New Jersey Club Loses License to Serve Alcohol in Wake of Fatal Underage DWI Car Accident

Let there be no misunderstanding, there are few things more serious from the standpoint point of DWI than being involved in a fatal drunk driving roadway accident. And while it is usually the alleged drunk motorist who is charged with DWI-DUI following a serious injury accident or fatal collision, others can be implicated as well depending on the circumstances. As New Jersey drunk driving legal defenders, I and my staff of experienced DWI attorneys are well aware of the consequences of any drinking and driving arrest.

But aside from the driver who is accused of causing an accident while impaired by alcohol or prescription meds, occasionally a third party may be held at least partially responsible for certain DWI-DUI incidents even though that party did not personally get behind the wheel of a vehicle while under the influence of alcohol or a controlled dangerous substance (CDS).

The repercussions for some drinking establishments and retail outlets of alcoholic beverages are often held to a high standard when it comes to serving individuals who already are drunk. Take, for instance, a news reports that we ran across a while back that described a Vineland adult entertainment club that allegedly served liquor to a pair of underage individuals who later died in what police described as a DWI-related traffic collision.

According to the article, the incident occurred back in June of 2011 when then 18-year-old Jonathan Rothschild of Clayton, NJ, and 20-year-old Ian Drebes of Franklinville were involved in a single-car crash around 2am along a stretch of Weymouth Road in Gloucester County. Based on reports, the two men had been served alcohol at the Kashmir Club on Weymouth Road before leaving the establishment and getting into their car the morning of June 28, 2011.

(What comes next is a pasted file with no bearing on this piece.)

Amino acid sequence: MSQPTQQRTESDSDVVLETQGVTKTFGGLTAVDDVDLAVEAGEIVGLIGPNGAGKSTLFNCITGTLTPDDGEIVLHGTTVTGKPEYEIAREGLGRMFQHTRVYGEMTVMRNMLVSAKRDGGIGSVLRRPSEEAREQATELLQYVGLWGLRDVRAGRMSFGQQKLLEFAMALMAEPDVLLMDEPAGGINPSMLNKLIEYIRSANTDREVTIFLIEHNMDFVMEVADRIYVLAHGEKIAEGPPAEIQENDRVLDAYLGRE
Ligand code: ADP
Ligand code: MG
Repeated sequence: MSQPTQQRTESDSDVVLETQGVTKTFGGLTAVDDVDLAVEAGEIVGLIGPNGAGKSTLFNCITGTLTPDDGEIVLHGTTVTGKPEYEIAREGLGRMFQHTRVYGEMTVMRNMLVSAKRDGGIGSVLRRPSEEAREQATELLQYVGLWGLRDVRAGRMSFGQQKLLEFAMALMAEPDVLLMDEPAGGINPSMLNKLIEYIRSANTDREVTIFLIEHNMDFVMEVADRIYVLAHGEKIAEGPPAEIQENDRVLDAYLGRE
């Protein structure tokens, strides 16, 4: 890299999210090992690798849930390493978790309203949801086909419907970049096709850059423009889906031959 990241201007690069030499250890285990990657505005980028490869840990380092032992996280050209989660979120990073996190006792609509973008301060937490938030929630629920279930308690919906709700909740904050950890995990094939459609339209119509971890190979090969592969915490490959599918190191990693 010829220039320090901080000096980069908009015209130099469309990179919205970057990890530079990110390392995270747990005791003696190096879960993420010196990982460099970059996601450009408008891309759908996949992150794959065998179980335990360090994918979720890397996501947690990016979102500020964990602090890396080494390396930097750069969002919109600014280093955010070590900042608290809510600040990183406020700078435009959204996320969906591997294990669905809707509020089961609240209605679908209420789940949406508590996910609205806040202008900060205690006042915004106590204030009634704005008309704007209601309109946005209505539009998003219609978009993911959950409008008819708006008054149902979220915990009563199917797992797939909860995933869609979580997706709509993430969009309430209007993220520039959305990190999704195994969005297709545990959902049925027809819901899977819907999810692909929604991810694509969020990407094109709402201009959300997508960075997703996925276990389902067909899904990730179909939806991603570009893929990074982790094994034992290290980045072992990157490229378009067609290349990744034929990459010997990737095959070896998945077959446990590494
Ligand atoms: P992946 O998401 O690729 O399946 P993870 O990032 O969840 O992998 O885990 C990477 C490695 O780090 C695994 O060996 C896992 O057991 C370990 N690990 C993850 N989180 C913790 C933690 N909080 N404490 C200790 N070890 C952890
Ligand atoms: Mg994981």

According to a subsequent investigation, both Rothschild and Drebes each had five or six drinks in a roughly 90-minute timespan; those drinks included shots of tequila, mixed drinks and beer. Even though both deceased individuals were in possession of false identification, which erroneously showed them to be 21 years of age, the Kashmir Club was barred by the New Jersey Division of Alcoholic Beverage Control from serving liquor at that location two years beginning this past September 5.

According to police, the men had also been at another bar in Williamstown — Taylor’s Grill and Bar — prior to stopping by the Kashmir Club. Following the fatal one-vehicle wreck, a toxicology report showed that Mr. Drebes had a blood-alcohol content (BAC) of 0.157 percent and that Mr. Rothschild had a BAC of 0.162.

Following the revocation of Kashmir’s liquor license, a spokesperson for the New Jersey ABC stated that the establishment had “failed to meet the most important and fundamental obligations” of all liquor licensees. That is, the neither of the the two underage men should have been allowed to enter the establishment and that they should not have been served alcohol when they already appeared to be intoxicated by alcohol.

An announcement from the New Jersey ABC stated that Kashmir’s licensees, David Glassman and Jack Paik, were found guilty on two counts each of serving alcohol to a person under the legal age and serving alcohol to a visibly intoxicated person. Paik, who is also named in the liquor license for Centerfolds Cabaret in Deerfield Township, NJ, was ordered to divest himself of any interest in that establishment’s liquor license by August 6, 2014. At the time of the news article, the New Jersey ABC was also in the process of prosecuting the other bar.

Vineland gentlemen’s club loses liquor license over fatal DUI, CourierPostOnline.com, August 13, 2013